Center on Literacy and Deafness was a Special Education Research and Development Center on Reading Instruction for Deaf and Hard of Hearing Students funded by the the Institute of Education Sciences in 2012 via Grant R24C120001.
Purpose: Poor literacy skills have been characteristic of the deaf population for decades. National data suggest that median literacy rates of deaf high school graduates have remained consistently around the fourth grade level since the beginning of the twentieth century. About one in five deaf students who graduate from high school have reading skills at or below the second grade level; about one in three deaf students who graduate from high school have reading skills between the second and fourth grade level. Compared to deaf students, hard of hearing students (i.e., those with mild to moderate hearing loss) fare better overall, but even mild hearing losses can create significant challenges for developing reading skills. Proficiency in reading is critical for furthering one’s education and achieving success in the workplace. Improving reading outcomes for students who are deaf or hard of hearing (DHH) requires substantial additional research, particularly research to identify, develop, and test instructional approaches, curricula, and other innovative education interventions designed to enhance the reading skills of students who are deaf or hard of hearing. The Center focused on a program of research to explore underlying factors related to literacy for young students who are deaf or hard of hearing (pre-kindergarten through Grade 3) and to develop innovative approaches to improving reading instruction for these students. The ultimate objective of the Center was to improve literacy skills for students in early elementary school to maximize the potential long-term impact of an early literacy skills intervention on literacy development and overall school performance.
Key Outcomes: The main findings of this study are as follows:
• DHH children’s reading ability depended on whether they were acquiring spoken or visual language. For DHH children who use spoken language, reading is related to spoken phonological awareness and spoken English. For children who use sign, reading is primarily related to fingerspelling phonological awareness and American Sign Language These qualitative differences indicate that signing DHH children need different instructional practices from those used with hearing children or DHH children learning only spoken language. (Lederberg, et al. 2019). Overall, children showed delays in language and reading compared to the test norms established for hearing children. In the area of language, vocabulary, though delayed, showed gains over the school year. Children showed the most severe delays in expressive English syntax. Sign-only and bimodal children showed gains in American Sign language (ASL) receptive syntax during the school year and by grade. In the area of reading, we found that reading declined from kindergarten to second grade. (Antia et al., 2020).
• Teachers’ instruction influenced the amount their DHH students learned during the school year. Students made greater language gains when their teachers expanded students’ language and gave simple definitions for novel words. Students’ reading gains were related to the the amount of time their teacher taught them how to decode printed words and the quality of that instruction, specifically the clarity of instruction and classroom management.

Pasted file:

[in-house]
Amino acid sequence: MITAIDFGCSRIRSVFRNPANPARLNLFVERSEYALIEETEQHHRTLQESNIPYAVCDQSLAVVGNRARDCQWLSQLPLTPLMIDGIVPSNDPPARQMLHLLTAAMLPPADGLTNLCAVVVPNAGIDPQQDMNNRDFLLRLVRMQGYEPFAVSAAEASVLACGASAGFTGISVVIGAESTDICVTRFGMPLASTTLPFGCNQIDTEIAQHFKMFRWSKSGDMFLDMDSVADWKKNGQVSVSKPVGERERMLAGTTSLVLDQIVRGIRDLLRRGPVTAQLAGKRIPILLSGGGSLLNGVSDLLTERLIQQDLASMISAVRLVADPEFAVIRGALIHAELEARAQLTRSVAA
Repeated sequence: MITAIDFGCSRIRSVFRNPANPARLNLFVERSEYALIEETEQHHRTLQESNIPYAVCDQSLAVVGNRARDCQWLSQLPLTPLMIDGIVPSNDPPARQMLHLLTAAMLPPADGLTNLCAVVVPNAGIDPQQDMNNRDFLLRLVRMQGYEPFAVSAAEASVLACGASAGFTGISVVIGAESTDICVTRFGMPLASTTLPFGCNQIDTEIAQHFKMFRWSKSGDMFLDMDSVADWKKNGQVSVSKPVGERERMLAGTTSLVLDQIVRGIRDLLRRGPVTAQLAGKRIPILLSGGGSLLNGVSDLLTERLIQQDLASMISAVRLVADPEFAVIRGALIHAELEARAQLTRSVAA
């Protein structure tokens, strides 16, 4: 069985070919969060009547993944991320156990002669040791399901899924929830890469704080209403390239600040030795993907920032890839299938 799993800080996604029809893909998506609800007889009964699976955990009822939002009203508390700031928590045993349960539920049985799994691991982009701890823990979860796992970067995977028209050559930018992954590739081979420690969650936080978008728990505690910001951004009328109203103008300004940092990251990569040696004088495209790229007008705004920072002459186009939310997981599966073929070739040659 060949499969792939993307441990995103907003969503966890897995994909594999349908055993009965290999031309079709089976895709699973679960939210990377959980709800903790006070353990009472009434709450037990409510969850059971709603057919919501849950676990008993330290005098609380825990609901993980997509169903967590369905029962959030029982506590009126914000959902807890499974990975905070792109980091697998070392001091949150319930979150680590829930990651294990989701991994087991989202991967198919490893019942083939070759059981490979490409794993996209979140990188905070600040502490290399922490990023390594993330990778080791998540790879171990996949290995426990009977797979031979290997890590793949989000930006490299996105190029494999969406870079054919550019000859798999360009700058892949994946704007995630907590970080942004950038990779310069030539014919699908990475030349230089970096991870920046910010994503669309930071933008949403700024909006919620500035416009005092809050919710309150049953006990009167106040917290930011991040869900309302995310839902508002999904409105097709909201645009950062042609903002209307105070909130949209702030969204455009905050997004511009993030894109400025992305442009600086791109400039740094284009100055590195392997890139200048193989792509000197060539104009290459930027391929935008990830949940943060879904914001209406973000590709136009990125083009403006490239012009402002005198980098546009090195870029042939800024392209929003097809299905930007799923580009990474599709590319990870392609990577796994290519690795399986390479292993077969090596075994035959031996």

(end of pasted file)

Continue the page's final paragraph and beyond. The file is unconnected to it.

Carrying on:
• Foundations for Literacy is a year long early literacy program specifically designed for DHH 3 to 6-year-olds. A national clustered randomized controlled study provided strong evidence that DHH children taught with Foundations enter elementary school with better foundational skills than DHH children receiving their typical instruction. It It is the only evidence-based early literacy intervention specifically developed for DHH children and is being used by teachers in thirty-five states across the country.
• Fingerspelling Our Way to Reading (FOWR) is a full year supplemental reading program for signing deaf children in kindergarten through second grade. The program was developed based on our initial observational research and has two components. . The first component involves using fingerspelling to teach children to read words. The second component explicitly teaches connections between American Sign Language and English. Our research suggests that FOWR shows promise for improving DHH children’s word reading, reading comprehension, and fingerspelling abilities. It is being used by teachers in 24 states across the United States.
• Explicit Contextualized Vocabulary Instruction provides sample lessons and instructions on how to use both explicit and in-context strategies to teach vocabulary. A series of single-case design studies showed that the children were able to learn new vocabulary and also use the new vocabulary in their spontaneous language. An extensive website that is open to the public has been developed to provide teachers with information necessary to develop vocabulary lesson plans and to use the strategies with DHH children.
• Syntax to Reading is an intervention designed to develop fluency in the expressive use of targeted syntactical structures. The intervention includes activities to call children’s attention to the targeted syntactical structures; interactive reading of stories that included the target structures; and practice activities that elicit the target structures in single sentences and in longer narratives. Our single subject research study showed that the children were able to use the target structures productively in connected language (manuscript forthcoming).
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